Government Agencies Spend Half as much on Privacy Protection as Private Companies

Sunday, September 27, 2015

Recent breaches of government computer systems should not be so surprising considering that federal agencies in some cases spend less than half as much on protecting privacy as do companies in the private sector.


In a worldwide survey of 800 privacy professionals, agency employees in 70% of U.S. government programs say they’re not being given enough money to do their jobs properly, according to Government Executive. A survey (pdf) conducted by the International Association of Privacy Professionals and EY (formerly Ernst and Young) showed that government agencies on average spend $130,000 on privacy protection. That compares to $250,000 in a regulated private company, such as banking and healthcare, and $300,000 in a non-regulated company.


Nor are government agencies using all the tools they could to ensure privacy. Those in government were the least likely among the three categories to use internal audits and privacy working groups as part of their privacy strategies.


Other survey questions provided similar results. Sixty-three percent of government respondents said they’re not spending enough on privacy training, compared to 48% overall, and 57% say they’re not spending enough on certification, as opposed to 36% of all those surveyed.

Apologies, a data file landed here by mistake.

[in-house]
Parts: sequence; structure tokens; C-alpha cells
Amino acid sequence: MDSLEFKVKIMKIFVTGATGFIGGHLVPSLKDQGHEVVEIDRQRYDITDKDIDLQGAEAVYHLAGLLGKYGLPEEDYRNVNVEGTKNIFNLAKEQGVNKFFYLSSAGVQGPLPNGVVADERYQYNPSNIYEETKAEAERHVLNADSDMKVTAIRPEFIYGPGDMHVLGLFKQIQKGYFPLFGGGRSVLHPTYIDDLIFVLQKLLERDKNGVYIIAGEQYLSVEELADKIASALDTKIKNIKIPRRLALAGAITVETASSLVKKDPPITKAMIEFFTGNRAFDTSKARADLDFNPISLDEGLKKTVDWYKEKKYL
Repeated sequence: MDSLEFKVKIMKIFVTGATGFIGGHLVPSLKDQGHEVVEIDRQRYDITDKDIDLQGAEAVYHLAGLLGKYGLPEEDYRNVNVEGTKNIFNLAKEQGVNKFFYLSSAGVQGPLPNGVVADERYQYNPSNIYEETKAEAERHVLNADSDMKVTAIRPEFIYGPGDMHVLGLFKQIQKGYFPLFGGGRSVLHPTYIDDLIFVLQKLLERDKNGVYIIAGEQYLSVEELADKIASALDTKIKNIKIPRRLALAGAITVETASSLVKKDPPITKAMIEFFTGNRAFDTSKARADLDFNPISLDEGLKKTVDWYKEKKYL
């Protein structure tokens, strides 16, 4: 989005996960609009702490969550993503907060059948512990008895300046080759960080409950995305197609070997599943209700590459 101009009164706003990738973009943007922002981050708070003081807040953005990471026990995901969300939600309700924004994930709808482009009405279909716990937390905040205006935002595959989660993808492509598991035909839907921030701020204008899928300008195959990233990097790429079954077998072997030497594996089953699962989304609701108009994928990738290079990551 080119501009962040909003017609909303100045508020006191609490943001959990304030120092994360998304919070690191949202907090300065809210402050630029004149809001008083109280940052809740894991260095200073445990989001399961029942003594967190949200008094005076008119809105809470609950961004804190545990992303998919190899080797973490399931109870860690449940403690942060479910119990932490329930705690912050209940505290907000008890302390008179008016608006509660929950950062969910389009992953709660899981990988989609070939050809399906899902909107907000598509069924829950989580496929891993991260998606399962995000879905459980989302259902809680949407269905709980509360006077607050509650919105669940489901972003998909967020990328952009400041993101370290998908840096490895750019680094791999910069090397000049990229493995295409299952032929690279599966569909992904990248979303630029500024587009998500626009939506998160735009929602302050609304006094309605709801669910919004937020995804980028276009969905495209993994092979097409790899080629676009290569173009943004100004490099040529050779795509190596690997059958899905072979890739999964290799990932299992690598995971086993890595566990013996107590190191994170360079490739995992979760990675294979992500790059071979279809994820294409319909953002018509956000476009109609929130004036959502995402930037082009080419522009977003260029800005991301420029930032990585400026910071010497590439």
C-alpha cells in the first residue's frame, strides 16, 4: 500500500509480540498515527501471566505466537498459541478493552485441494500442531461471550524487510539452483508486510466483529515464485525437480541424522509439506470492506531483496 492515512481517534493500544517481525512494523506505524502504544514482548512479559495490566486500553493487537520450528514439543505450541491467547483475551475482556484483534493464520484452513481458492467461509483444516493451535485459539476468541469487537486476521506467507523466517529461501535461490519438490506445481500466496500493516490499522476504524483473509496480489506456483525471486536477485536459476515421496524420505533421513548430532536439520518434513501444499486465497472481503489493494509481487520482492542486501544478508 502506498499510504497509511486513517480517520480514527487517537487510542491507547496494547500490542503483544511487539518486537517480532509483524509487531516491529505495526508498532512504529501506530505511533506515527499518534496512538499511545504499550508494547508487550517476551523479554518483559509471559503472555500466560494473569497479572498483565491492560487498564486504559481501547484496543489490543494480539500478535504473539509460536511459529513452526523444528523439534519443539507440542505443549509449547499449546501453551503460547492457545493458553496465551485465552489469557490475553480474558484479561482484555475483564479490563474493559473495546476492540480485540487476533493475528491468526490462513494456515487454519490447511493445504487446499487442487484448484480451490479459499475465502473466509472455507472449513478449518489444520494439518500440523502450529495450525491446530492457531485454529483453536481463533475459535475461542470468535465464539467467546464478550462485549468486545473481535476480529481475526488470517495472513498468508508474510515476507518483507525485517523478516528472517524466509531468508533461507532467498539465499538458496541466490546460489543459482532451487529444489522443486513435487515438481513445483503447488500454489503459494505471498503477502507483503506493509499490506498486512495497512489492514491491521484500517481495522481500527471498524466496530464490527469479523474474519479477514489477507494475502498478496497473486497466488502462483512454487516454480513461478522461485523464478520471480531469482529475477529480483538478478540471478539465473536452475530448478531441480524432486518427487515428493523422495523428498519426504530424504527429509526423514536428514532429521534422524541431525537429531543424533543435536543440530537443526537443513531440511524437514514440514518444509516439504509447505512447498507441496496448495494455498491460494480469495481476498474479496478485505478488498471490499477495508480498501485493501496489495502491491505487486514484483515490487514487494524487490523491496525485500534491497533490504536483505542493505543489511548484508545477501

Those might be the reasons why those tasked with ensuring privacy in government agencies believe there’s little room for advancement. The survey found that 58% of government respondents said there’s little or no opportunity for advancement in their group, compared to 46% overall.

-Steve Straehley


To Learn More:

Agencies Report Low Budgets and Staff for Online Privacy Protection (by Charles S. Clark, Government Executive)

IAPP-EY Annual Privacy Governance Report 2015 (International Association of Privacy Professionals) (pdf)

Chinese Stole Personal Details of 7% of Americans in OPM Hacks (by Danny Biederman, AllGov)

Is the Chinese Hacking of U.S. Government Employees’ Data Really any Different than What the U.S. Does to China? (by Noel Brinkerhoff, AllGov)

A Look at How State Agencies Fail to Protect Personal Information (by Ken Broder, AllGov California)


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